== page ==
MUMBAI, INDIA - An Indian court has ruled that Hindu gods cannot deal in stocks and shares, reports said Saturday, after an application for trading accounts to be set up in their names.
Two judges at the Bombay High Court on Friday rejected a petition from a private religious trust to open accounts in the names of five deities, including the revered elephant-headed god, Ganesha.
"Trading in shares on the stock market requires certain skills and expertise and to expect this from deities would not be proper," judges P.B. Majumdar and Rajendra Sawant said, according to Indian newspapers.
The trust, owned by the former royal family of Sangli, in western Maharashtra state, of which Mumbai is the capital, brought the case after successfully securing income tax cards and savings accounts for the deities.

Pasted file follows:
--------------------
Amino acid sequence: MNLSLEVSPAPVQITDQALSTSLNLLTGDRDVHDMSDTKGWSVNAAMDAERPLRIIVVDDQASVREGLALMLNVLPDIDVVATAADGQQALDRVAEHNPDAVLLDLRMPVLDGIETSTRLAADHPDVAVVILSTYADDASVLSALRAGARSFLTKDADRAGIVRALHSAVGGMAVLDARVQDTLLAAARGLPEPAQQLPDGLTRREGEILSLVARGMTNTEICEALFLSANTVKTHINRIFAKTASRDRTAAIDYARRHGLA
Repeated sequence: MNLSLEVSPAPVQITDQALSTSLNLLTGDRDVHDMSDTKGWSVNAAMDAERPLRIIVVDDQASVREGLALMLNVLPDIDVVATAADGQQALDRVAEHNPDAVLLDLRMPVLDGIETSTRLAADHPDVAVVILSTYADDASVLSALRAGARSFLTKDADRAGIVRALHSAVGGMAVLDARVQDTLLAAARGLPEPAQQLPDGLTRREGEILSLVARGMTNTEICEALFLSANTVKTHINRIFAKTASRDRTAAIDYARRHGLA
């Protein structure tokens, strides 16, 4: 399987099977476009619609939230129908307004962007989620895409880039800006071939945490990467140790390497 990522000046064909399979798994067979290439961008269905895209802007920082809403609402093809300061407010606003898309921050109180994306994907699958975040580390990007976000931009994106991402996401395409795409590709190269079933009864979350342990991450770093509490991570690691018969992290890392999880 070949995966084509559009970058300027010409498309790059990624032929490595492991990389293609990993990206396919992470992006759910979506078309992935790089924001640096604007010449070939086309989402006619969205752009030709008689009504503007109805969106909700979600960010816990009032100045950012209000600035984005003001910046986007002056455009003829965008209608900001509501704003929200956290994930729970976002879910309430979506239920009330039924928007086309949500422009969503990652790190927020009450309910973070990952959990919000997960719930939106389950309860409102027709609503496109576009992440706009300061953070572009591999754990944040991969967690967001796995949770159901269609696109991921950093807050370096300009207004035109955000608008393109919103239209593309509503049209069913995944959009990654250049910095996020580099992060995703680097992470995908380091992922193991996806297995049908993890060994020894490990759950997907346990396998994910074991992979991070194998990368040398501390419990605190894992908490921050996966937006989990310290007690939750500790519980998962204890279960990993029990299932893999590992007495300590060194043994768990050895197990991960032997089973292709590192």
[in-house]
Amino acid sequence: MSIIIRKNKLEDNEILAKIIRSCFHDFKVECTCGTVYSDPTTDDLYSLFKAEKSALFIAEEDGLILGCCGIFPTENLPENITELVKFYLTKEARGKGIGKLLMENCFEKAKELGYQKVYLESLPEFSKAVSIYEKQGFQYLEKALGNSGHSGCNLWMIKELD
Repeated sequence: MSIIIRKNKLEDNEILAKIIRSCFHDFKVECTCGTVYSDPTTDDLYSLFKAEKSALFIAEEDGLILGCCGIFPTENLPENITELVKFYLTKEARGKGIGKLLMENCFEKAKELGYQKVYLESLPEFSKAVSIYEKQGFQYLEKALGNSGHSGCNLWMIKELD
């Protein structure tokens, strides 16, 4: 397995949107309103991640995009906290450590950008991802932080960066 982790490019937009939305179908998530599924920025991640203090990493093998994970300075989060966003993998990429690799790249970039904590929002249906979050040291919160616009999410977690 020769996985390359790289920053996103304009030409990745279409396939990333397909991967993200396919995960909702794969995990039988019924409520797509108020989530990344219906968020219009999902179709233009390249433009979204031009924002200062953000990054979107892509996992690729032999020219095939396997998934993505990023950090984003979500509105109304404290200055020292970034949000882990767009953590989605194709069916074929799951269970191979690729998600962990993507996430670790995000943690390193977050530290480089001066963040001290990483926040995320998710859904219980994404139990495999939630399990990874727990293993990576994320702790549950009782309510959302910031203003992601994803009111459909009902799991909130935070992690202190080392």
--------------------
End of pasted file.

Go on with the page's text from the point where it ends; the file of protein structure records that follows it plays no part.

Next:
But National Securities Depository Limited (NDSL) rejected the trust's application for permission to open trading accounts, arguing that it would be difficult to take action against the gods in the event of irregularities.
"Gods and goddesses are meant to be worshipped in temples, not dragged into commercial activities like share trading," the judges said.
Ganesha, also known as Lord Ganpati, is one of the most popular and well-known gods of the Hindu pantheon and is worshipped widely in Mumbai and Maharashtra.